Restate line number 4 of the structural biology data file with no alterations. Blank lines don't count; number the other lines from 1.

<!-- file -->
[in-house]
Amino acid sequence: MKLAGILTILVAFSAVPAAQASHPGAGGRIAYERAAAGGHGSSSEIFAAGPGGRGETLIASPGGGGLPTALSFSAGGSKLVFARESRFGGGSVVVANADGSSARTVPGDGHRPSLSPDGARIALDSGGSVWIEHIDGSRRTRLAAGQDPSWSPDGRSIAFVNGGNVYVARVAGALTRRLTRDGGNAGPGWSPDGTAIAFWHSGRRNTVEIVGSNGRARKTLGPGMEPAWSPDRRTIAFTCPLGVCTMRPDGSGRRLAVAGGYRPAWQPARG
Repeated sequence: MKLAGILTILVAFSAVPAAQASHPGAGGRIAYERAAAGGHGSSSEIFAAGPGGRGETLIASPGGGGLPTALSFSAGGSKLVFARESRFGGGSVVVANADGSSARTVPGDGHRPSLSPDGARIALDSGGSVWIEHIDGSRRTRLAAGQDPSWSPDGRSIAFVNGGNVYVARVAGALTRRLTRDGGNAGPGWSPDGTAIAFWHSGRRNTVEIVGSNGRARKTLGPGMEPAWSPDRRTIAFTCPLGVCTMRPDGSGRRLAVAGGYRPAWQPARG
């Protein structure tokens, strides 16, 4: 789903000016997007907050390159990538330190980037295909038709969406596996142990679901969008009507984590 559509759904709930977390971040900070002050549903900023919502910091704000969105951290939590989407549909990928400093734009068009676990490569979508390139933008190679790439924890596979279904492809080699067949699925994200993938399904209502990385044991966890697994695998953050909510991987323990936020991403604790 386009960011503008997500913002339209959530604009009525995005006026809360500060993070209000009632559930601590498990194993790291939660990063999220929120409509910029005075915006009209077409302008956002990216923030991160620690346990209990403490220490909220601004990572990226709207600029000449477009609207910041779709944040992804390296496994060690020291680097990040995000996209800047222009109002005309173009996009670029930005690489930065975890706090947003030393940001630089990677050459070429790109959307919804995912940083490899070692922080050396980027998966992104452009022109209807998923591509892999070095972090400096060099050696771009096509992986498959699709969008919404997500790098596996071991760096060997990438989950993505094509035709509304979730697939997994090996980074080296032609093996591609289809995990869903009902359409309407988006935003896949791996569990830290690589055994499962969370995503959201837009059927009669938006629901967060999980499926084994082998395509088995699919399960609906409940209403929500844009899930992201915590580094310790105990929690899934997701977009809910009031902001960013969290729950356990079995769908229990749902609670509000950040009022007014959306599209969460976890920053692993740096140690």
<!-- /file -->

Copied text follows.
């Protein structure tokens, strides 16, 4: 789903000016997007907050390159990538330190980037295909038709969406596996142990679901969008009507984590 559509759904709930977390971040900070002050549903900023919502910091704000969105951290939590989407549909990928400093734009068009676990490569979508390139933008190679790439924890596979279904492809080699067949699925994200993938399904209502990385044991966890697994695998953050909510991987323990936020991403604790 386009960011503008997500913002339209959530604009009525995005006026809360500060993070209000009632559930601590498990194993790291939660990063999220929120409509910029005075915006009209077409302008956002990216923030991160620690346990209990403490220490909220601004990572990226709207600029000449477009609207910041779709944040992804390296496994060690020291680097990040995000996209800047222009109002005309173009996009670029930005690489930065975890706090947003030393940001630089990677050459070429790109959307919804995912940083490899070692922080050396980027998966992104452009022109209807998923591509892999070095972090400096060099050696771009096509992986498959699709969008919404997500790098596996071991760096060997990438989950993505094509035709509304979730697939997994090996980074080296032609093996591609289809995990869903009902359409309407988006935003896949791996569990830290690589055994499962969370995503959201837009059927009669938006629901967060999980499926084994082998395509088995699919399960609906409940209403929500844009899930992201915590580094310790105990929690899934997701977009809910009031902001960013969290729950356990079995769908229990749902609670509000950040009022007014959306599209969460976890920053692993740096140690």